Israel Extending Its Sovereignty?

Israeli Prime Minister Benjamin Netanyahu’s announcement this week that he has been maintaining a dialogue with the Americans for some time on extending Israeli sovereignty to Jewish settlements on the West Bank was immediately refuted by Washington [1]. White House spokesman Josh Raffle said that reports of the US and Israel discussing West Bank annexation plans were a lie. According to him, the president is still focused on developing a peaceful initiative for the settlement of the Palestinian-Israeli conflict. In an interview published by Israeli newspaper Israel Hayom, Donald Trump also expressed doubts about Israel and the Palestinians being ready to achieve peace and pointed out that the settlements have always complicated the peace process. In addition, he noted that Israel should be very careful about the settlements issue.

Netanyahu’s statement should be looked at in the context of the general policy his government has pursued in recent years with regard to the West Bank of Jordan. In particular, on February 12, the Knesset passed a law on the extension of Israeli jurisdiction to all higher educational institutions located in Jewish settlements. The new legislation transferred all academic institutions in the settlements to the Council for Higher Education in Israel, and liquidated the Council for Higher Education for Judea and Samaria. A year ago, the Knesset legalized most of the so-called outposts – unauthorized settlements, which, in accordance with a number of previous agreements, were subject to demolition. Under the new law, settlers can remain in their homes, even if they are built on the land of private Palestinian owners, until political agreements between the parties to the conflict are reached.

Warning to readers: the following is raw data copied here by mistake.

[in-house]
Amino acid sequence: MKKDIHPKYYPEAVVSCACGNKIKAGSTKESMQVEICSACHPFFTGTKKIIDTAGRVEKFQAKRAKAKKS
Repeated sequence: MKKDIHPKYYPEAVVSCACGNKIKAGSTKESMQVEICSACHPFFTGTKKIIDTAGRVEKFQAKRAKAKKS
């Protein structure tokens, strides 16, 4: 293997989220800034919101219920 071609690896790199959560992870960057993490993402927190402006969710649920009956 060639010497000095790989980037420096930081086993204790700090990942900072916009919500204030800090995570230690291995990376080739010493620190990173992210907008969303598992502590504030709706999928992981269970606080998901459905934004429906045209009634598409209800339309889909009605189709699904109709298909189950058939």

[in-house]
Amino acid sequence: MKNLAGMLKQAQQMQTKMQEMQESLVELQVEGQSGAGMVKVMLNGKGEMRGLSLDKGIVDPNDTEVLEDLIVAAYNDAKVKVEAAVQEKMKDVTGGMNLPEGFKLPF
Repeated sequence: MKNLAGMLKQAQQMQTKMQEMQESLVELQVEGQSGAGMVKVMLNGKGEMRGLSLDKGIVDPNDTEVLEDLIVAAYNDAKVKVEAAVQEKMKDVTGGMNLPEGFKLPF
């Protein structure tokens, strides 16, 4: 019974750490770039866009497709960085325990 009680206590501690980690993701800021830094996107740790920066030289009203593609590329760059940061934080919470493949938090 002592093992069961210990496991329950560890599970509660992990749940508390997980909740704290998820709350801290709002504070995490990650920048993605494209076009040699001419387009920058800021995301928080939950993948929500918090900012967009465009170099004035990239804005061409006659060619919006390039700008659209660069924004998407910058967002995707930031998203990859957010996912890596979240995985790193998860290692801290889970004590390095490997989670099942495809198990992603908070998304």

According to the Yesha Council, in 2017, the number of Jewish residents in the West Bank increased by 3.9% compared to 2015, exceeding population growth in Israel itself [2]. Currently, more than 420,000 people live in Jewish settlements in the occupied territories and about 200,000 Israelis live in East Jerusalem. In one of his recent speeches, Minister of Jerusalem Affairs and Minister of Environmental Protection Ze'ev Elkin argued that Israel would need from 10 to 20 years to have the Jewish population in settlements reach one million [3].

Opinion polls show that there are far fewer West Bank annexation supporters among Israelis than those who support the achievement of permanent or at least temporary arrangements for delineation from the Palestinians. Yet, the ruling right-wing coalition has managed to implement moves that actually indicate intentions to gradually annex Jewish settlements in the West Bank, blocking the possibility of building an independent, territorially integrated Palestinian state there.